Through the apartheid era serious non-fiction was a strong strand of South African publishing. David Philip Publishers, for example, thought of and described itself as a ‘struggle publisher’, taking serious risks to bring out books that were critical of the apartheid regime, and sometimes being prevented by state intervention. A legacy of such publishing is a thriving output of well-researched and written books on contemporary South African politics and current affairs.
The lively parallel narrative to the gradual decline in the traditional market based on a European culture is the rise of new South African voices and of a readership that is keen to hear them. In the post-apartheid quarter-century publishing imprints dedicated to those new voices have made a key impact, among them Kwela (http://www.kwela.com/Kwela), set up in 1994 at the major English and Afrikaans publishers NB; Umuzi, founded in 2006 at Random House SA (https://www.penguinrandomhouse.co.za/imprints-and-agencies); and Jacana, established in 2002 and strongly committed to giving expression to new voices (https://www.jacana.co.za).
A new market has grown up amongst the black professional class, people who aspire to forge a better quality of life, in particular for their children. The focus here is on soft business, health, self-improvement and spiritual well-being, along with contemporary South African politics and current affairs. Biographies of black celebrities such as TV presenters and sportspeople are selling in significant numbers, while Children’s book sales are also boosted by this growing market.
Publishers have long wishes to gain access to a black market beyond this middle class, one rooted in the townships. Excitingly, this seems at long last to be happening. In December 2019 the fourth edition of the ABANTU (the Zulu word for ‘people’) book festival took place in the Johannesburg township of Soweto, showcasing and celebrating black writers, writing and other forms of storytelling from South Africa, the rest of Africa, and the African diaspora. The festival is truly international, bringing in writers from Europe and the US as well as other African countries. It has its own bookstore where excellent sales were reported, as well as a dedicated publishing house. Abantu Books offers UK publishers of writers with African origins and connections a real opportunity to engage: https://abantubooks.co.za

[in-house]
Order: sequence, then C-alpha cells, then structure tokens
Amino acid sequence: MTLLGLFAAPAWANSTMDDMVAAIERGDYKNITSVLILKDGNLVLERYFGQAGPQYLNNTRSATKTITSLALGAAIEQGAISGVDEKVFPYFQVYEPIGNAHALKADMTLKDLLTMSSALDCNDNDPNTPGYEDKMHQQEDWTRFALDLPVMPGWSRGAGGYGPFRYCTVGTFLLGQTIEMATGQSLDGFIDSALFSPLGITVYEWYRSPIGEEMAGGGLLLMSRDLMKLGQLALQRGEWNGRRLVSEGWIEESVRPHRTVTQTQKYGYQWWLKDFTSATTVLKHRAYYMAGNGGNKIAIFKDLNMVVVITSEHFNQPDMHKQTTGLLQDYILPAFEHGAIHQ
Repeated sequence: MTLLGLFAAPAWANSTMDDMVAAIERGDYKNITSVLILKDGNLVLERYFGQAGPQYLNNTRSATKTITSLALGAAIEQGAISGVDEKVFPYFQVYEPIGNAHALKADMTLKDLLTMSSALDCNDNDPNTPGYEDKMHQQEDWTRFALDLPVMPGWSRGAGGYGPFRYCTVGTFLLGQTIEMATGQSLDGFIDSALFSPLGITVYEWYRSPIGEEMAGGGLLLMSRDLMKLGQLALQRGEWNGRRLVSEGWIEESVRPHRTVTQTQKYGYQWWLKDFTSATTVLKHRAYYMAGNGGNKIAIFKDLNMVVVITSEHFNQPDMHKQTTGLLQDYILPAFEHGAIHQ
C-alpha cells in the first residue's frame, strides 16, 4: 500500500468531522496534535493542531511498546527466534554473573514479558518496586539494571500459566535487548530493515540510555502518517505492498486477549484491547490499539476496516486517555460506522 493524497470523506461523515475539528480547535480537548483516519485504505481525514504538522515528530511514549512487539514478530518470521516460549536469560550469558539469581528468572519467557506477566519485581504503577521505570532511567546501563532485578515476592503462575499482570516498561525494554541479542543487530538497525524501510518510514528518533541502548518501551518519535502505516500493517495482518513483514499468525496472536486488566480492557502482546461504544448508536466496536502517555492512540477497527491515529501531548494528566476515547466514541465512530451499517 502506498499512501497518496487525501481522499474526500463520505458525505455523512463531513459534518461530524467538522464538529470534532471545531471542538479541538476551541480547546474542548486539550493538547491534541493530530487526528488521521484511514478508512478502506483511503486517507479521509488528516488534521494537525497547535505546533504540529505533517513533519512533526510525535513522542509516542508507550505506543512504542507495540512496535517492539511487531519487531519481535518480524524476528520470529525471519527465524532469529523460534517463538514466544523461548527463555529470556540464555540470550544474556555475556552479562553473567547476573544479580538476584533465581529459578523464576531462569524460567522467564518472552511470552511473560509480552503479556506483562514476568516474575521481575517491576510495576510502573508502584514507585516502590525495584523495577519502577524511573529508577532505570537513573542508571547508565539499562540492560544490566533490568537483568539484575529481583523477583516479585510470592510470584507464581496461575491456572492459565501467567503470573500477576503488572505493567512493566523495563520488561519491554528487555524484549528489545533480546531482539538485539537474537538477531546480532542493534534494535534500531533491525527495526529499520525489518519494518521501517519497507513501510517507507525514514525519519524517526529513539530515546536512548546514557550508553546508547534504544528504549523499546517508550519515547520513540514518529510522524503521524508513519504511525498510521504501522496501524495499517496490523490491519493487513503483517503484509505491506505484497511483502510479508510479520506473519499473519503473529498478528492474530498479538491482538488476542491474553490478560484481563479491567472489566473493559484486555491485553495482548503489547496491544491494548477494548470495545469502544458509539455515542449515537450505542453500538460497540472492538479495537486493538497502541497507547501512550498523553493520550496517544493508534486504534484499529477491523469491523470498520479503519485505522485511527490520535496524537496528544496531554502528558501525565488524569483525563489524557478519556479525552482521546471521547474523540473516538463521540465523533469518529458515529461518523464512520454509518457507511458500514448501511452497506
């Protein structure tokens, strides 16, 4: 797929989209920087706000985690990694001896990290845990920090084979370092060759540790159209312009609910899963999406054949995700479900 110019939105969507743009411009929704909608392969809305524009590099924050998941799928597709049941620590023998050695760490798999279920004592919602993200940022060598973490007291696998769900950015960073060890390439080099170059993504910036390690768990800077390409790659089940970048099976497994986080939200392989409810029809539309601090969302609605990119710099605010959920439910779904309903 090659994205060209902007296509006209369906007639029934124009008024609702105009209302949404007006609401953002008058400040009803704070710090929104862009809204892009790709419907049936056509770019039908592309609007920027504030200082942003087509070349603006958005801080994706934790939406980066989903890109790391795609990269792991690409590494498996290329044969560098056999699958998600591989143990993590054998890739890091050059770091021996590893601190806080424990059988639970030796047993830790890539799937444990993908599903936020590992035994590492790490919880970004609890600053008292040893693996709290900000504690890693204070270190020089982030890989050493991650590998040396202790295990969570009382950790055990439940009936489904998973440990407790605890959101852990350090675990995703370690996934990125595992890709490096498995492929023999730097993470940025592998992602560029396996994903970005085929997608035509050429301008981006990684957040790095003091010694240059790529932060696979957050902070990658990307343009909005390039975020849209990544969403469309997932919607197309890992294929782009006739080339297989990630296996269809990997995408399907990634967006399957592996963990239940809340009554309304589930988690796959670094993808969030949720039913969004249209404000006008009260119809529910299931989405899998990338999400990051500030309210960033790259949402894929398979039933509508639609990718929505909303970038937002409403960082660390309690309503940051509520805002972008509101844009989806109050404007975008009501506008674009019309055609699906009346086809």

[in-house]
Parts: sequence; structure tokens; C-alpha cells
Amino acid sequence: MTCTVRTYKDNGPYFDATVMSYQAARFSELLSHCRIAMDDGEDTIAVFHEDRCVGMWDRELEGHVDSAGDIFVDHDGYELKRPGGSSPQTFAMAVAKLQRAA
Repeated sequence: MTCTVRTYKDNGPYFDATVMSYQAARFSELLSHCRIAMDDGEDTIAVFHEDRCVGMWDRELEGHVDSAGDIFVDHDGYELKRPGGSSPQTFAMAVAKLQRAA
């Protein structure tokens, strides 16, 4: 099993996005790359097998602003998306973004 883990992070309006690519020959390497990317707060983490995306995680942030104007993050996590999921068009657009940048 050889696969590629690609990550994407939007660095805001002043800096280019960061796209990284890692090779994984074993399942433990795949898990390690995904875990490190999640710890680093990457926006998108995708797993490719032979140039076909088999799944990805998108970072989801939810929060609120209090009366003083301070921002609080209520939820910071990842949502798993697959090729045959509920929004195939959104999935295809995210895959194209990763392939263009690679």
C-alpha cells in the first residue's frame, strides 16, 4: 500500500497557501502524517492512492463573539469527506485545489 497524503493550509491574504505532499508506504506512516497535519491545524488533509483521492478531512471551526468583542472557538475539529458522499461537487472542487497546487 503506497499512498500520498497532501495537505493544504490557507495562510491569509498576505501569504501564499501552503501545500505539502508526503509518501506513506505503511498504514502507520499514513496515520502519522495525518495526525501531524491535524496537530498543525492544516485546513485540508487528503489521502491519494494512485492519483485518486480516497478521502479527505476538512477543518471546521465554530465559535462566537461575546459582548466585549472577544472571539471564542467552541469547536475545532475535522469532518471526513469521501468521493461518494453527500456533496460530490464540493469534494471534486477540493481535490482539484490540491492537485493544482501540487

A range of self-published black writers is emerging, among them Dudu Busani-Dube, whose Hlomu romantic stories of township life are selling in impressive numbers.
This developing market is spawning its own informal book clubs: one based in Soweto is said to have 250 members who meet in a marquee and whose range of reading overlaps intriguingly with that of the longer-established white-readership clubs, having for example included the work of Danielle Steel.
The experienced book-broadcaster Jenny Crwys-Williams presents a two-hour Saturday morning show on the radio station Kaya FM, half of which is devoted to books, with a dominant emphasis on black writers.
Publishing and book distribution in South Africa are together making a livelier and increasingly vibrant sector, even if it has many challenges, which include an economy that has been static for five years, as well as pricing in the context of a weak currency. For educational publishers the real possibility of a new copyright bill being passed into law presents an extreme threat to their existence and to that of the high-quality materials they produce. If signed by the President of South Africa this bill would waive normal copyright requirements for materials used in schools, thus depriving authors of the livelihood their writing provides and their publishers of the income which sustains their entire business.
Academic publishing and bookselling have been heavily damaged in 2019 by a government decision to provide higher education book allowances in cash instead of in a book-specific voucher or card. The students have predictably diverted the money into non-book purchases and family support, with serious consequences for the book industry and for their own education.